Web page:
1 Paul, Silvanus, and Timothy, to the church of the Thessalonians in God our Father and the Lord Jesus Christ: 2 Grace to you and peace from God our Father and the Lord Jesus Christ.

3 We must always give thanks to God for you, brothers and sisters, as is right, because your faith is growing abundantly, and the love of everyone of you for one another is increasing. 4 Therefore we ourselves boast of you among the churches of God for your steadfastness and faith during all your persecutions and the afflictions that you are enduring. 5 This is evidence of the righteous judgment of God, and is intended to make you worthy of the kingdom of God, for which you are also suffering.

6 For it is indeed just of God to repay with affliction those who afflict you, 7 and to give relief to the afflicted as well as to us, when the Lord Jesus is revealed from heaven with his mighty angels 8 in flaming fire, inflicting vengeance on those who do not know God and on those who do not obey the gospel of our Lord Jesus. 9 These will suffer the punishment of eternal destruction, separated from the presence of the Lord and from the glory of his might, 10 when he comes to be glorified by his saints and to be marveled at on that day among all who have believed, because our testimony to you was believed.

11 To this end we always pray for you, asking that our God will make you worthy of his call and will fulfill by his power every good resolve and work of faith, 12 so that the name of our Lord Jesus may be glorified in you, and you in him, according to the grace of our God and the Lord Jesus Christ.



  • A few months after 1 Thessalonians (50 AD), Paul pens 2 Thessalonians (50 or 51 AD). Either the church (or part of it) has misunderstood 1 Thessalonians, or more instruction is needed to drive the point home.
    • Whereas he had told them to watch their lives (1 Thessalonians 5:6), they had begun to watch and wait for the end of the world.
    • The point: No one knows when the end will come, so we must be ready at all times.
    • Part of being ready is living a productive life in society -- not withdrawing from it!
  • Paul, Silas, and Timothy give thanks because the Thessalonians' faith and love is growing (v.3).
    • These two areas of growth mirror the two greatest commandments and our most important relationships: God and others (before self).
    • Growth in these two areas also helps them make it through hard times (v.4).
    • In addition, it equips them for the kingdom of God (v.5). There are many verses in Paul's letters on living worthily of God: Ephesians 4:1; Philippians 1:27; Colossians 1:10; 1 Thessalonians 2:12; and here in 2 Thessalonians 1:5,11.
  • God's judgment on humans, based on their faith and deeds (or lack thereof) is fair (vv.6-7). Moreover, judgment day is on the way.
    • When God is revealed from heaven, this will not be a hallucination; it's real! Of course God has been there all the time. But the Bible teaches that one day there will be an unveiling (Greek: apokalypsis); the curtain of time and eternity will be pulled back to reveal cosmic reality. It will be judgment day.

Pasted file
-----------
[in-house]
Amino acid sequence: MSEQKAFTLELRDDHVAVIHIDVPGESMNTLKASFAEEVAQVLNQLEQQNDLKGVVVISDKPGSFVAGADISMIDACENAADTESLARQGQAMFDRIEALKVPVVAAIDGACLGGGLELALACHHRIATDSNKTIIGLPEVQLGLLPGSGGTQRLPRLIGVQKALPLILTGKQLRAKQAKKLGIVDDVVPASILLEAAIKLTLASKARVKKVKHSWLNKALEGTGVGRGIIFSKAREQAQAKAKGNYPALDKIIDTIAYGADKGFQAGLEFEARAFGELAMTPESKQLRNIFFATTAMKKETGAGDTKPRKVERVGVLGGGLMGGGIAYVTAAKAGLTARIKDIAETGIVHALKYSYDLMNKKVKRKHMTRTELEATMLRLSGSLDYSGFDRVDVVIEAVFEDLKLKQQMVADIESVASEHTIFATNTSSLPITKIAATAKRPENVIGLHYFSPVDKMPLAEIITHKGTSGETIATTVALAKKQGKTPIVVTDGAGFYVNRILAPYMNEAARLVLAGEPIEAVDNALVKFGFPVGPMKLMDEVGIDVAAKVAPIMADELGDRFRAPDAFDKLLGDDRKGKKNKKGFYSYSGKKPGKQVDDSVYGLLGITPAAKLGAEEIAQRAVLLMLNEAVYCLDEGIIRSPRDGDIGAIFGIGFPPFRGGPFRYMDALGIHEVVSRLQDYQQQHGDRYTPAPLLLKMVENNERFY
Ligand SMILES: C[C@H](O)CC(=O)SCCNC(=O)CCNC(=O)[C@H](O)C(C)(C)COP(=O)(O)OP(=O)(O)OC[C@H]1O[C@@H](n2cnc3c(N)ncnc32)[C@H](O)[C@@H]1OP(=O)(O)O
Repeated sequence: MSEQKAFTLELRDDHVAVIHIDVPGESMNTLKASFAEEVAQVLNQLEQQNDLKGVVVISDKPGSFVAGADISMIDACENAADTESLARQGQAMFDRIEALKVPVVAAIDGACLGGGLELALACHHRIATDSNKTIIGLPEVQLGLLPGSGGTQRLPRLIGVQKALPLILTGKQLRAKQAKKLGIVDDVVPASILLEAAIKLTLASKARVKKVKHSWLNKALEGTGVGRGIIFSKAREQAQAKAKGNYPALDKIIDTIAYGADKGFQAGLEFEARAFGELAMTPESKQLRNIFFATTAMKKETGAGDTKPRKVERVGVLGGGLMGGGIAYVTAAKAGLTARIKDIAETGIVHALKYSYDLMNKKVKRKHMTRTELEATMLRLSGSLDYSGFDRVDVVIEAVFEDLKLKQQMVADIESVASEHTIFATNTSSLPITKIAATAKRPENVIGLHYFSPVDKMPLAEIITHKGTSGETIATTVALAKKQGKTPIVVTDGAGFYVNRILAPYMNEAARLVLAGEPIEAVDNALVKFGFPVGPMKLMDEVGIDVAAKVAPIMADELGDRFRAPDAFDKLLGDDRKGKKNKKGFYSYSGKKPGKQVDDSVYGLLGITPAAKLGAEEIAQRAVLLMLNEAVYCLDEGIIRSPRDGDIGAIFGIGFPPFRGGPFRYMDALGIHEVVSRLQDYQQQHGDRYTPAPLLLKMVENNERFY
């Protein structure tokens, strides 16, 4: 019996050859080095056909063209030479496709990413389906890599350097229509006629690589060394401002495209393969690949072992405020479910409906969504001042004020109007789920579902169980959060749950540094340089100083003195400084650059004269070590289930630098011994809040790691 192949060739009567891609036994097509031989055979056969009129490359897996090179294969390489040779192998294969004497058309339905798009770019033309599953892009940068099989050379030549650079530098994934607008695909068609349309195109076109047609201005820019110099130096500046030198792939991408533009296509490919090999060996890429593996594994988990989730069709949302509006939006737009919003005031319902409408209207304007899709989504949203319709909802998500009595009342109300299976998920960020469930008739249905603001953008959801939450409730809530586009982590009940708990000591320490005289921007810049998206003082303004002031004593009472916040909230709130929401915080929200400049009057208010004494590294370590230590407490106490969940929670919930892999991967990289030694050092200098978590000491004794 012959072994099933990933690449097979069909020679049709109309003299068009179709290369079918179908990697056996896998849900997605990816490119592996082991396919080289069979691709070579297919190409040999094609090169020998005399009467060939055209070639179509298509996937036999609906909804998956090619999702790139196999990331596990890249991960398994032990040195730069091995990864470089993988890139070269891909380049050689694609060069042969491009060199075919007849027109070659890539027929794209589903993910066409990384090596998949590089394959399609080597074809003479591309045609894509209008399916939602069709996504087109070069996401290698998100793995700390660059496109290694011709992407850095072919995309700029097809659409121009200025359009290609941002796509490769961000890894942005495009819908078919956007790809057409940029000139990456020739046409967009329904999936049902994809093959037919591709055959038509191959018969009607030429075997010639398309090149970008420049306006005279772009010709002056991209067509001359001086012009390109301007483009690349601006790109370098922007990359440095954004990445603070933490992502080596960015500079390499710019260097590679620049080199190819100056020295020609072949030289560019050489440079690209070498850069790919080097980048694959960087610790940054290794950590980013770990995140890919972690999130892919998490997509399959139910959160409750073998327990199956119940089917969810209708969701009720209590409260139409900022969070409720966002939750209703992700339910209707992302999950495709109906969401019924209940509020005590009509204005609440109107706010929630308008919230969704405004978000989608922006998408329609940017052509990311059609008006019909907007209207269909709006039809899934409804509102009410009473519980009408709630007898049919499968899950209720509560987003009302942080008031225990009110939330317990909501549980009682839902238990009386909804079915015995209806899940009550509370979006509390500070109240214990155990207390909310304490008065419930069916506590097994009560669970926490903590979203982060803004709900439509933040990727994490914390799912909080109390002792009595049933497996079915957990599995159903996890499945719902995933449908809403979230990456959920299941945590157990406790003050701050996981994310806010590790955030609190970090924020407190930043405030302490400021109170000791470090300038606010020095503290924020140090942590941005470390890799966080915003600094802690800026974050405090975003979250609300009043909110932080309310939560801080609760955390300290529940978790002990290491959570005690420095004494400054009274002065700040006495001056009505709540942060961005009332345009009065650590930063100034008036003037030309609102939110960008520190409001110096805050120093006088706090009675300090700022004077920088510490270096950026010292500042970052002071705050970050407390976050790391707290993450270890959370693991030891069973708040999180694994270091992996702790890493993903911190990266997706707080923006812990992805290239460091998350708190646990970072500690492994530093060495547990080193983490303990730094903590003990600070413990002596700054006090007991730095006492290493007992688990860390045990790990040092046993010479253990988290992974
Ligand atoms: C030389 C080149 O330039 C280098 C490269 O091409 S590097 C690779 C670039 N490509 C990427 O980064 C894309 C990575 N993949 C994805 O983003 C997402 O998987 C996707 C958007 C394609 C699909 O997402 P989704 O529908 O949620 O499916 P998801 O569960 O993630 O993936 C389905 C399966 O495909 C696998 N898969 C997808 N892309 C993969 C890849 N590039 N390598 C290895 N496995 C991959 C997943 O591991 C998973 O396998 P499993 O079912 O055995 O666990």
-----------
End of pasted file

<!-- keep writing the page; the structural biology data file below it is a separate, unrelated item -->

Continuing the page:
• Those who do not know God will be punished (v.8).
      • There is no undoing the sentence of destruction in the next age. It is just, awful, and irreversible.
      • Of course the root problem is sin -- rebellion against the Creator -- not ignorance, though there is a close connection between the two.
      • "Obeying the gospel" means responding to the gospel message in trusting obedience (see Romans 1:5; Acts 2:38). No one is saved by faith alone.
    • On the last day there are but two possibilities:
      • Exclusion -- with likely astonishment (v.9).
      • Astonishment -- at our inclusion with all the saints in this amazing event (v.10).
  • With these things in mind, Paul shares some concluding thoughts:
    • The goal is not just to "make it" at the last day, but to have done so worthily (v.11).
    • He prays that God may fulfill every good act of faith on the part of the Thessalonians (v.11).
    • The ultimate goal is that Christ may be glorified (v.12).
      • And yet Paul also says that we will be glorified in Christ.
      • Beware the false humility that denies any desire for God's approval or the reward of heaven.
    • All of this is through God's grace.


  • For a Newsweek survey on hell with some interesting results, click here.
  • For more on the nature of eternal punishment, click here.
  • For more on the natural (and good) desire for glory, read C.S. Lewis' essay, The Weight of Glory.

Thought questions:

  • Have I accepted the biblical truth that those who do not know God will be punished, not pardoned?
  • Do I pretend I don't care whether the Lord says to me, "Well done, good and faithful servant" (Matthew 25:21)? If I do, can I see that this is false modesty?